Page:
Friday, October 26, 2007



Forgive me not

A soft tapping at my front door . . . I am alone. I know before I open it who
is standing there. My shotgun is loaded and ready to fire. I feel calm.

He steps into my carpeted foyer, stops beneath the hand-carved sculptured
chestnut archway. Crafted right before the blight destroyed those lovely trees,
the hundred-year-old farmhouse is enhanced by its beauty.Each detail of the
entranceway is the seared into my mind.

Except for him. His face, a countenance I refuse to ever gaze upon, is a
blur,as he removes his cap and lowers his head.

“Maam, won’t you please forgive me this time?

I can’t go on living without it.”

“Don’t worry, you won’t.” My voice flat, no emotion.

He slumps to the floor, as I recoil from the impact of the weapon.

I awake in a sweat. Calmness replaced by a rage I cannot name. It tears
through my body like a thing alive. The dream is always the same.

This drunken loser took my sweet Noelle’s life, breaking her neck with the
mirror of his pick-up truck. The impact sent her flying 20 feet into the air,
smashing her face down on the country lane. The stain of her blood never washes

It was a brilliant sunny August afternoon. Noelle, fourteen, going on fifteen
had just fallen in love for the first time-puppy love. She was radiant. Fate
screwed up, leaving this child/woman with her life before her, in a semi-coma
for ten days on life support. I could not disconnect her, nor watch her lie in
a prison of hopelessness. I

summoned the courage to tell her it was okay to go toward the light.

Awake, I forgive him, for there is no room in my heart for hatred or anger--
grief and sorrow saturate my soul.

The drunkard will come again and knock upon my door. I would prefer to break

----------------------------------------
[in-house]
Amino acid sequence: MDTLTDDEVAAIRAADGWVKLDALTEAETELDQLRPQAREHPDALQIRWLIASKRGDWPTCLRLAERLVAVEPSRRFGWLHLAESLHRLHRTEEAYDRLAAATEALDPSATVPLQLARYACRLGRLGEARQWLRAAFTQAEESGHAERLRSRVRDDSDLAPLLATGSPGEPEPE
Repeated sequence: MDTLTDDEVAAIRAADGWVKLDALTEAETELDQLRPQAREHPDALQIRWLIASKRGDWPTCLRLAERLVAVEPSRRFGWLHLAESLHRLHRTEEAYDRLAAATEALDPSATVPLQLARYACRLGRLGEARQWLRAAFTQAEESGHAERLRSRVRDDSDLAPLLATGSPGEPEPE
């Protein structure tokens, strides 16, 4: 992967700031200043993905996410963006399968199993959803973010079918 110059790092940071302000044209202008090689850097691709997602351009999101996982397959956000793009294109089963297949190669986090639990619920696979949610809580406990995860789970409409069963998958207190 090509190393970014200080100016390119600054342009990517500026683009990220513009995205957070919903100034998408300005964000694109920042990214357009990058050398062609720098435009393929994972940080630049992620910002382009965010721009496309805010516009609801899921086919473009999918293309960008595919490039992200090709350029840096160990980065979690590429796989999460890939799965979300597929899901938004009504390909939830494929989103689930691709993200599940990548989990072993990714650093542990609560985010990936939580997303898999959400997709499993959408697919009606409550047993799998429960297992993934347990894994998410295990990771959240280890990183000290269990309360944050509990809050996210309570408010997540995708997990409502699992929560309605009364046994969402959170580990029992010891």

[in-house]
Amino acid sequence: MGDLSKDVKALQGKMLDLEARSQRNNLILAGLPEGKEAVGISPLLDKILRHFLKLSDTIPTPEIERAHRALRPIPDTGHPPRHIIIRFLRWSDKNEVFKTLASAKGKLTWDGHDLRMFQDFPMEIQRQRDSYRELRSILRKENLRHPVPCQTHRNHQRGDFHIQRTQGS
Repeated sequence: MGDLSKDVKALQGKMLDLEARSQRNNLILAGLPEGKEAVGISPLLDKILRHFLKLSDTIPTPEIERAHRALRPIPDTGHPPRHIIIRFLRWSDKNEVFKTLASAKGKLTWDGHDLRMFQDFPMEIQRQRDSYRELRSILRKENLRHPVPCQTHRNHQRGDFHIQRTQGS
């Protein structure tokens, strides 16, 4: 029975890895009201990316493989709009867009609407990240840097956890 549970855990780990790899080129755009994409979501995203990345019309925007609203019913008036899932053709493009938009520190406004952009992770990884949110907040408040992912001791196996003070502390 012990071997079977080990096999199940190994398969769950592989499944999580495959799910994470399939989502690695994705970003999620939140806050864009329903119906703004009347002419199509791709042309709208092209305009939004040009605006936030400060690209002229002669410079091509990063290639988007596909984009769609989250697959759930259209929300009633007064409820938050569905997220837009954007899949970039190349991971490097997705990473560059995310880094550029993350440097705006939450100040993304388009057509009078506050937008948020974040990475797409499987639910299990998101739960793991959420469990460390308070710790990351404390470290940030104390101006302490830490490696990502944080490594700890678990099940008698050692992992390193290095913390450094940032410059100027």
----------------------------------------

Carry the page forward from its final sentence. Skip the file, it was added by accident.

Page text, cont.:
his neck,letting him suffer her loss, nothing left but eyes not quite seeing,
distant, yet a perfect, sound mind. Shooting him is too easy, too quick a
vengeance and one he might prefer.

His teenage years, were troubled, I hear. A stretch in Vietnam pushes him
into a life of alcohol and drugs. I contemplate the irony. My husband, brothers,
sons and relatives were all spared from from serving in Vietnam. Yet this
senseless ”police action” takes the life of my daughter twenty years later. A
stranger, so affected by that conflict, destroys my daughter and himself as well.

Yes, I forgive him, except in my dreams and as long as I never see his face.
This killer comes again and again, knocking at my door. I shoot him again and
again, until one night in my dreams, anger gives way to true forgiveness,
setting us both free.

Published by Light Sword Publishing

2 comments: said...

Pat, thanks for adding my exerpt to your blog!! Feel free to send one to me to add to mine.

Patricia A. Guthrie said...

I'm glad you like it Micki. I know we have many hits on this blog, I just wish more people would leave comments and share ideas.